WASHINGTON (CN) - The much vaunted House memo on supposed FBI bias in the Russia investigation met with lukewarm reception Friday, but contains an odd disclosure about how the probe began.
Prefaced by a brief introduction by presidential counsel Donald McGahn, the 4-page memo accuses the FBI of omitting material information in its application for a warrant to surveil Carter Page when the former energy consultant was working on Donald Trump’s 2016 presidential campaign.
As part of their investigation of Russian meddling in the 2016 election,
federal investigators obtained the warrant from the U.S. Foreign Surveillance Court.
The secret court handles warrant applications for individuals suspected of being agents of foreign powers, and Page’s surveillance began after he was forced to quit the Trump campaign over reports of his contacts with the Russian government.
Indeed Page’s contacts with Russia raised red flags at the FBI as early as 2013, three years before he joined the Trump campaign, The Wall Street Journal reported Thursday.
But the memo accuses the FBI of taking undue influence from the still-unsubstantiated Trump dossier, which was compiled by Christopher Steele, a former British spy hired by the firm Fusion GPS.
Though it was Republicans that initially hired Fusion GPS to investigate Trump for opposition research, they backed out when Trump won the party nomination, leaving the door open for the Democratic National Committee and Hillary Clinton to step in.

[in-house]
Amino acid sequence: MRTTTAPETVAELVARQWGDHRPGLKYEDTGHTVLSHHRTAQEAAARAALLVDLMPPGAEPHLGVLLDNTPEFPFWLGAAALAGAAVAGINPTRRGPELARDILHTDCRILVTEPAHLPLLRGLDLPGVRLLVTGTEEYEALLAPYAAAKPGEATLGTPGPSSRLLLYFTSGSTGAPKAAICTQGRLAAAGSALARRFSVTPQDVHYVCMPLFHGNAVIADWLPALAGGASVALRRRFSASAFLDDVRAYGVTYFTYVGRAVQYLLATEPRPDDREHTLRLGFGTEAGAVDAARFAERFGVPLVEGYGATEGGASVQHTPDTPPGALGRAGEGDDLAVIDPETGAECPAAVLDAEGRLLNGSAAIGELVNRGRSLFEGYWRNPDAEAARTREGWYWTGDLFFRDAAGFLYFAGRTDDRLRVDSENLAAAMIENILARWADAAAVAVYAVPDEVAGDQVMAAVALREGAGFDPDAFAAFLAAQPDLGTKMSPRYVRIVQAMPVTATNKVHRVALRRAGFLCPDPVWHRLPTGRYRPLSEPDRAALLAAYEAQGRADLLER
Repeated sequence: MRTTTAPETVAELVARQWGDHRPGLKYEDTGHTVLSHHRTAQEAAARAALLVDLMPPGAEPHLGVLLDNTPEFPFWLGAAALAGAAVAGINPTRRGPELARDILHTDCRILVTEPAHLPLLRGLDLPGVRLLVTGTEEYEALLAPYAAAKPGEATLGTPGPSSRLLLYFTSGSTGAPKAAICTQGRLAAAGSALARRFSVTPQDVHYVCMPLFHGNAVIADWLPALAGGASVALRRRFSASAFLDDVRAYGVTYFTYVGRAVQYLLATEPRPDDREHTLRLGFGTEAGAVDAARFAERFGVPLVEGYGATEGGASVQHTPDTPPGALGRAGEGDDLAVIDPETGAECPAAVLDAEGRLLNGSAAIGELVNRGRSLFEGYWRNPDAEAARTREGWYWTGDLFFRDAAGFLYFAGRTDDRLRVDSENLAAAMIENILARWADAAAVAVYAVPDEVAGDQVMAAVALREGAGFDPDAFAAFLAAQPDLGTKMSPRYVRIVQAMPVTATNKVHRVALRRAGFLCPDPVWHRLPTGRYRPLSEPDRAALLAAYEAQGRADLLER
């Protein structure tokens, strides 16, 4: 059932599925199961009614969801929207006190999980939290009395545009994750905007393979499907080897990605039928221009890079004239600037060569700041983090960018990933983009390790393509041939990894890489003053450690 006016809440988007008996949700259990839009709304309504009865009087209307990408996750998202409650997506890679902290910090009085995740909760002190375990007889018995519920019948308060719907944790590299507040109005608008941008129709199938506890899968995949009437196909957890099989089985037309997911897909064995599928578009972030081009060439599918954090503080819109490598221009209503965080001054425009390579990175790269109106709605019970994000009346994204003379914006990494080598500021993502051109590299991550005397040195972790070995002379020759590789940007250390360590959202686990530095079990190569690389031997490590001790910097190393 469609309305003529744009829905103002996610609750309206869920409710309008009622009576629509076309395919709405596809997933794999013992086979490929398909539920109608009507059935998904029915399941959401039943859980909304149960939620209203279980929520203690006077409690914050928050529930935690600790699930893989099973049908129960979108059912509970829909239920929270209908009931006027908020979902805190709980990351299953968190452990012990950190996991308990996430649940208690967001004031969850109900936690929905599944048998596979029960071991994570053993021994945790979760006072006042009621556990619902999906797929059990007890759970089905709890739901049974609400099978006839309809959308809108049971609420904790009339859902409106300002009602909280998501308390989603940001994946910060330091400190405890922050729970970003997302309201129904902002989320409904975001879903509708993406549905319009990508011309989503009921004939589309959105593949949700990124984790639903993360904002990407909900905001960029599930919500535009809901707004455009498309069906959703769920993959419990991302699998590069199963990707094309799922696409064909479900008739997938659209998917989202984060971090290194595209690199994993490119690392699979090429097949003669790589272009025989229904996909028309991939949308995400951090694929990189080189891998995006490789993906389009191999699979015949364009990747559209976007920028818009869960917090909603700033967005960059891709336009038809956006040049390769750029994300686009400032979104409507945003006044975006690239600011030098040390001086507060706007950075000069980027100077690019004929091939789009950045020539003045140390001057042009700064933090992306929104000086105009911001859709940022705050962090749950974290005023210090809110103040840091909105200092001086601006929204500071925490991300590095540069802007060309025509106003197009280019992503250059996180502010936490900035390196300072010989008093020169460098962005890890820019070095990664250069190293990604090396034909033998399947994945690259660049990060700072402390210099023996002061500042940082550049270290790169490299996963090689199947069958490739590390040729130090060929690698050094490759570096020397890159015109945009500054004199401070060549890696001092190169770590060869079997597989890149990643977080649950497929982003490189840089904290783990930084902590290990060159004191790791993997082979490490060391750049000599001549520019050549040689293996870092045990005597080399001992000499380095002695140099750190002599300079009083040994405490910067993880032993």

House Republicans say the FBI’s surveillance application failed to disclose the funding that the DNC and Clinton committed to the project.
"The initial FISA application notes Steele was working for a named U.S. person, but does not name Fusion GPS and principal Glenn Simpson, who was paid by a U.S. law firm," the memo says.
That firm was Perkins Coie, which represented the DNC.
"The application does not mention Steele was ultimately working on behalf of - and paid by - the DNC and Clinton campaign, or that the FBI had separately authorized payment to Steele for the same information," the memo continues.
There is no mention in the memo meanwhile of the funding initially provided by Republicans for Steele's research.
Steele’s name appears in four of the memo’s five points, but the final bullet focuses on George Papadopoulos, the former Trump campaign staffer who pleaded guilty to lying to the FBI about his contacts with Russian officials.
After asserting that there is no evidence of any cooperation or conspiracy between Page and Papadopoulos, the memo appears to undercut the claim by Republicans that Steele’s dossier spurred the Russia investigation.
“The Papadopoulos information triggered the opening of an FBI counterintelligence investigation in late July 2016 by FBI agent Pete Strzok,” it states.
Republicans built up their memo as a scorching takedown, but former FBI director James Comey scoffed Friday at the final product.
“That’s it?” Comey tweeted. “Dishonest and misleading memo wrecked the House intel committee, destroyed trust with Intelligence Community, damaged relationship with FISA court, and inexcusably exposed classified investigation of an American citizen. For what? DOJ & FBI must keep doing their jobs.”